Claire Trevett looks at Winston’s week so far. Not impressive:
- Missed his slot on the AM show for the second week in a row
- Confused over the winter payments for superannuitants being opt out
- Accidentally pledged that in future people on the living wage will be able to afford to buy a house
And tried to plead poverty:
It remains unclear whether Peters will or will not opt out – despite his $335,000 salary, his superannuation payments, and the taxpayer footing the power bills for his ministerial house in Wellington Peters insisted the cost of power (and possibly his legal bills) was so high he had to think twice before turning on a heater.
Yep Winston is going to claim his winter power payment because his salary is so low he thinks twice before turning on a heater.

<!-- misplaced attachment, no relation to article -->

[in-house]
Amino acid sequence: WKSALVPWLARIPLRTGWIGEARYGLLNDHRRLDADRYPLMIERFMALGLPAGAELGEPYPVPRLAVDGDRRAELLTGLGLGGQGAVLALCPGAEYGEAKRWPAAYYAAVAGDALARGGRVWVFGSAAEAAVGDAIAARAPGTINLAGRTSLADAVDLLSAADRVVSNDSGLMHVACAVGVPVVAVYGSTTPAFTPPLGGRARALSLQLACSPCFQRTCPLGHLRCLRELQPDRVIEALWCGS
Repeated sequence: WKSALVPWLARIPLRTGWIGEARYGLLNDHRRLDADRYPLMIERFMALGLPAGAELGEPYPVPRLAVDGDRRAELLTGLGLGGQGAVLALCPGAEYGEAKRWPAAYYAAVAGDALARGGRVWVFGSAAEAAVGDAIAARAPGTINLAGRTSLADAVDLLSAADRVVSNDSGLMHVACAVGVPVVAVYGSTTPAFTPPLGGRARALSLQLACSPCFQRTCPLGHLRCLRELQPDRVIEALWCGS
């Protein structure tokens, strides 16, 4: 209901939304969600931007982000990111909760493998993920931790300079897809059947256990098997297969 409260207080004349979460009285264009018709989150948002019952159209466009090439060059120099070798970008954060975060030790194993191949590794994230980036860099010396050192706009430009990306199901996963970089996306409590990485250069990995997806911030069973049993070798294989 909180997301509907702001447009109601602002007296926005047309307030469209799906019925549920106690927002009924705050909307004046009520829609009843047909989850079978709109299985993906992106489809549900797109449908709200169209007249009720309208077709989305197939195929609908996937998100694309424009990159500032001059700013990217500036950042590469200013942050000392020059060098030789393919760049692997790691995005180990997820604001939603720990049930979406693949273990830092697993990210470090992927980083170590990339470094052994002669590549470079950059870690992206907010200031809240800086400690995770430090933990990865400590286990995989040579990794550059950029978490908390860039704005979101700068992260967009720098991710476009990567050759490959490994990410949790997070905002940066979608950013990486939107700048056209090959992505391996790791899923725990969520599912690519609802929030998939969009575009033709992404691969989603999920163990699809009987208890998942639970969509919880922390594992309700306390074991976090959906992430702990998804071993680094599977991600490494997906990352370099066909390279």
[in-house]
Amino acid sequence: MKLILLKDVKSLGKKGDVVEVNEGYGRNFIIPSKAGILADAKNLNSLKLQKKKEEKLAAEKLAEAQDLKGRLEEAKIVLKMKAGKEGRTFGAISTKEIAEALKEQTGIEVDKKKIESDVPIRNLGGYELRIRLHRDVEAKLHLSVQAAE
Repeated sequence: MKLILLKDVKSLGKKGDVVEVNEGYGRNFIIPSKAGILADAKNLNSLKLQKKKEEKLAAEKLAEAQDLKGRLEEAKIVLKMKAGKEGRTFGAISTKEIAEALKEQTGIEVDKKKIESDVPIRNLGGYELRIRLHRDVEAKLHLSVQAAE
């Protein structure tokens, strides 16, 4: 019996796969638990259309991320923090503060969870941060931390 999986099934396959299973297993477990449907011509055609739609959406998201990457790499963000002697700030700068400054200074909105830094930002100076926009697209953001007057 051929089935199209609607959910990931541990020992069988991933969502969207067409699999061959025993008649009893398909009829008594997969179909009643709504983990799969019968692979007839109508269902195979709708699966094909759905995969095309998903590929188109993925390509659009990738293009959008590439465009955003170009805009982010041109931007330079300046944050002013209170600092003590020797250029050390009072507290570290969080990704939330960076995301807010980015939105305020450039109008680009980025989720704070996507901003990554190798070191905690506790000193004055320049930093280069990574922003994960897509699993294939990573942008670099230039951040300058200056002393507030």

The heater did go on at Question Time when Peters was asked by National leader Simon Bridges about the ever-increasing number of strikes either underway or being threatened by different worker groups.
After some to-ing and fro-ing, there was another game of “Grant Says” again in which Grant Robertson provides handy hints on how Peters might answer a question.
Confronted with questions from National’s Simon Bridges, Robertson was seen saying “bus” to Peters and Peters stood and reprised his bus analogy from the day before.
That analogy likened workers to passengers turning up at the bus stop for the bus of pay increases under the Labour-led Government because they knew the bus would turn up. By comparison, none had bothered to do so under National because they knew the bus was not coming.
Bridges had already worked out an effective analogy-queller: “How will the bus turn up at the bus stop when all the drivers are on strike?”
Having been outwitted, all Peters could respond with was that Bridges had come to “a duel of wits” unarmed.
The Peters of 2018 is not the Peters of old. How embarrassing to have to have Grant Robertson whisper answers to you.